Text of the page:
EvidenceProf Blog

Editor: Colin Miller
Univ. of South Carolina School of Law

Saturday, December 12, 2020

Court of Criminal Appeals of Tennessee Finds Brady Violation Based on State's Failure to Disclose (for 2.5 Years) Victim's E-Mail Saying the Defendant Didn't Rape Her

In Brady v. Maryland, the United States Supreme Court held that the State has an affirmative obligation under the Due Process Clause to timely disclose material exculpatory evidence. There is a ton of precedent analyzing when evidence is material and exculpatory. Conversely, there is sparse case law regarding what is "timely" disclosure. But Thursday's opinion of the Court of Criminal Appeals of Tennessee in State v. Allen addressed this latter question.

In Allen,

On June 18, 2015, Lawrence Eugene Allen, Defendant, was arrested for aggravated rape and domestic assault of his wife, Kimberly Allen. The charges were based primarily on Ms. Allen’s statement to Detective Dustin Fait that Defendant struck her and penetrated her with his hand. On June 22, 2015, the day before the original setting of the preliminary hearing, Ms. Allen sent two emails to Detective Fait. In the first email, Ms. Allen stated that Defendant did not rape her. She claimed that she had a consensual sexual encounter with an unknown man in his vehicle outside a bar in Nashville during the early morning hours of June 18, 2015. After numerous continuances, a preliminary hearing was finally held on March 18, 2016. The State did not disclose the emails to Defendant before the preliminary hearing. Both Ms. Allen and Detective Fait testified at the preliminary hearing and were cross-examined by defense counsel. Neither witness mentioned Ms. Allen’s emails or her recantation of the rape allegation. A few days after the preliminary hearing, Ms. Allen was murdered. The murder was unrelated to this case or to Defendant. The emails were finally disclosed to Defendant when the State provided discovery on December 21, 2017.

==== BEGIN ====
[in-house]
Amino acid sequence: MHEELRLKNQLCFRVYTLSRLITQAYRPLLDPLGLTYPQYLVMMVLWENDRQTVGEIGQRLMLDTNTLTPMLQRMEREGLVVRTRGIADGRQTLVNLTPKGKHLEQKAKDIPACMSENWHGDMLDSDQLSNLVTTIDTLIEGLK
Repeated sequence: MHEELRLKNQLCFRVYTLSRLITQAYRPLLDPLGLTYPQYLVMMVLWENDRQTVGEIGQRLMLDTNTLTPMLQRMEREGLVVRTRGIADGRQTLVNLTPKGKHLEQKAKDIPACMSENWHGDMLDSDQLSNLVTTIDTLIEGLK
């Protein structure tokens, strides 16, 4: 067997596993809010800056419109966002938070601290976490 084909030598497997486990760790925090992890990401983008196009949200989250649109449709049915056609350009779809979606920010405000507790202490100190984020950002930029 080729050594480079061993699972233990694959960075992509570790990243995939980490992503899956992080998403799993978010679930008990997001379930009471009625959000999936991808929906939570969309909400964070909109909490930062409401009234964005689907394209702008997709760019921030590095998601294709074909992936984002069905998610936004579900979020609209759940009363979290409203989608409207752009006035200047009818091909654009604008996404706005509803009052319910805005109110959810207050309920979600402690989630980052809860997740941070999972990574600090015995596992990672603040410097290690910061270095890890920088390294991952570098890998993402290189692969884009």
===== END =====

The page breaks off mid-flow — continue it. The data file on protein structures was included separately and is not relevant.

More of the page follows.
Specifically, the first email stated

Detective Fait, I have left a couple of messages since Friday, but I have not heard back, so I thought I would follow-up with an email. I have replayed the events of last Wednesday a million times. [Defendant] did not rape me. After I left him, I went to another bar called TNT[s] in Nashville. I stupidly got into a vehicle with a guy from the bar. I do not know his name. He removed my panties and used his hands to penetrate me vaginally and anally. I can’t remember if I said no at the time. I was very intoxicated. I know that when I realized what was going on, I got out of the car and came home. [Defendant] was angry because he found my panties in my purse, but he did not rape me. I have received my subpoena for Wednesday. I will be there at 1:00 p.m. Thanks. Kim[berly] Allen.

The court had no difficulty concluding that this e-mail was material and exculpatory. But was its disclosure untimely? The court answered this question in the affirmative, finding that

In this case, what Ms. Allen stated in the first email—that Defendant did not rape her and that another man did—could not have simply been a mistake made by Ms. Allen. Ms. Allen was either telling the truth or lying in that email. If she was telling the truth in the email, then she was lying in her preliminary hearing testimony. If she was telling the truth in her testimony, she was lying in her email. Because the prosecution suppressed the obviously exculpatory first email until after Ms. Allen’s death, Defendant was never able to question Ms. Allen about its veracity....

Here, the emails were obviously exculpatory, and the State had a duty to disclose them without a request by Defendant. Although the State provided the emails in discovery before trial, it suppressed the emails for over two years during which time Ms. Allen died.



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